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May Belongs to Haiti

Dream Haiti: Acrylic on Canvas by Jean Claude M.When rain falls like a song on the roof, and ocean breezes caress the curtains until sunrise, sleep is sweetest.

This morning, the bedroom window proffered an invitation to behold nature and take from Her all I required: rest, renewal, and inspiration galore. If it’s a happy heart you need, the rain said, I have one for you. Look at the flowering trees. See how their branches are heavy with promise. The rain-washed leaves shone like precious stones.

IMAG2583I awoke with the expectation that every seed I planted will germinate: corn, eggplant, tomato, onions. In two or three months, we will harvest enough fresh vegetables to feed several families. We will share with the neighbors, in accordance with our elders’ teaching: Those who never eat alone never go hungry.

I awoke with mist in my eyes too, knowing how the sky covering Haiti can be tightfisted and the clouds stingy. Sometimes rain stays away so long that farms become like the Sahara.

May 1st, Agriculture and Labor Day, is just the beginning of why this month is particularly portentous to Haiti and Haitians. Let the celebration of our rich culture begin.

READ THE TEXT CREOLE HERE

Li Teks la an Kreyòl

mIAMI MY GRAND MOTHER AT THE HOSPIRAL ORLANDO-001

 

 

2 Months Later: Remembering David Bowie

David-Bowie-and-daughter-AlexandriaWasn’t it just the other day we went around wishing one another Happy New Year? I hope your year has been happy, so far.

As with all things, happiness comes with its evil twin. Recently, my father said to me: “Out of my group of friends, there are only two left. And I am one of them.”   That’s tough for a guy in his late seventies who had more good friends than he could count. “What a ride it’s been!” my father said.  Yes, it saddens him that most of his friends are no longer living, but he is grateful for having known them. He is clear about the fact that his life would not have been as enjoyable without them.

This is not supposed to be a sad post, but today marks 2 months since one of my favorite-favorite singers passed away. I recall singing songs by David Bowie long before I knew what the lyrics meant. The man was a consummate artist. He was strangely beautiful. He had his own brand of magic. Boys and girls loved him. From his first to last album, Blackstar, he genius never wavered.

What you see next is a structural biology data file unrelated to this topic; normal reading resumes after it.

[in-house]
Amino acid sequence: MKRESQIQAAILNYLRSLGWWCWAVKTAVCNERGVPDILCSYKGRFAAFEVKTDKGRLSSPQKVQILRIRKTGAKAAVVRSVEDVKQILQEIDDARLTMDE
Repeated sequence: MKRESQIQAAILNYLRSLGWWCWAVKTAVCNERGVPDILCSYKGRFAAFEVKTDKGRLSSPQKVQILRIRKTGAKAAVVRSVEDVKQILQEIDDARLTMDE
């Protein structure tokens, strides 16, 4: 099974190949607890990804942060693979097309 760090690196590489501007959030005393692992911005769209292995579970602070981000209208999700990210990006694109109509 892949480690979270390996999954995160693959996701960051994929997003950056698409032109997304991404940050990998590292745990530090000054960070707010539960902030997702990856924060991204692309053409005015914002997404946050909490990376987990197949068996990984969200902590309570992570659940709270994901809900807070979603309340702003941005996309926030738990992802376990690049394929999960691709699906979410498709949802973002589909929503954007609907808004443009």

iman quoteMy heart goes out to Iman, his wife–not ready to use that other “W” word for women whose husbands have “transitioned.”

She was utterly silent for weeks after we heard the news. And then she began to fill social media with positive messages. David’s fans flocked to her Facebook page, to post uplifting comments and show their affection for the singer.  The strength Iman shows is bewildering.  She comforts the millions who mourn the loss of the singer-side of her husband. I hope she receives a hundred times more comfort than she gives.

My tribute to Bowie was published on Akashicbooks.com. If you’re a Bowie fan, check it out. If you’re not a Bowie fan, I won’t hold it against you. Take a look at Lazarus, Bowie’s final video. What’s not to love?

Karine

Celebrating International Women’s Day

Sisters in deed and in factThere’s nothing like genuine sisterhood to bring out the best in a woman. I am fortunate to know a few ladies for whom I would do anything and go anywhere. These girlfriends and I look forward to growing old together, laughing at all the dumb things we did when we thought we had youth to spare.

We guard one another’s secrets, and will carry them to the afterworld. We trust, love, and are fiercely loyal. We stand with one another, eat, pray, and fight—when necessary—together.

With each passing year, we learn more about one another and grow closer. One of my friends who knows how shy I am, accompanies me when I have to stand in front of crowds to give a reading. I catch myself holding her hand, the way sisters might when one is scared. She’ll sit in the audience, holding me up with her protective gaze. When she cannot be there, I imagine her sitting in the front row, smiling and telling me “You’ve got this!”

A few years ago, one of my friends went through an insane separation from her partner. Children were involved. This guy was abusive, and an all-around jerk.  When she told me about it, I despised him instantly. I told my friend we would fix the situation. We devised a little scheme.

katia in Fort JacquesNow, I don’t know much about Vodou, but certain people will swear that being Haitian automatically makes me a witch. My girlfriend’s guy had always thought I knew a lot more about magic than I said. That was one time when stereotype worked in my favor.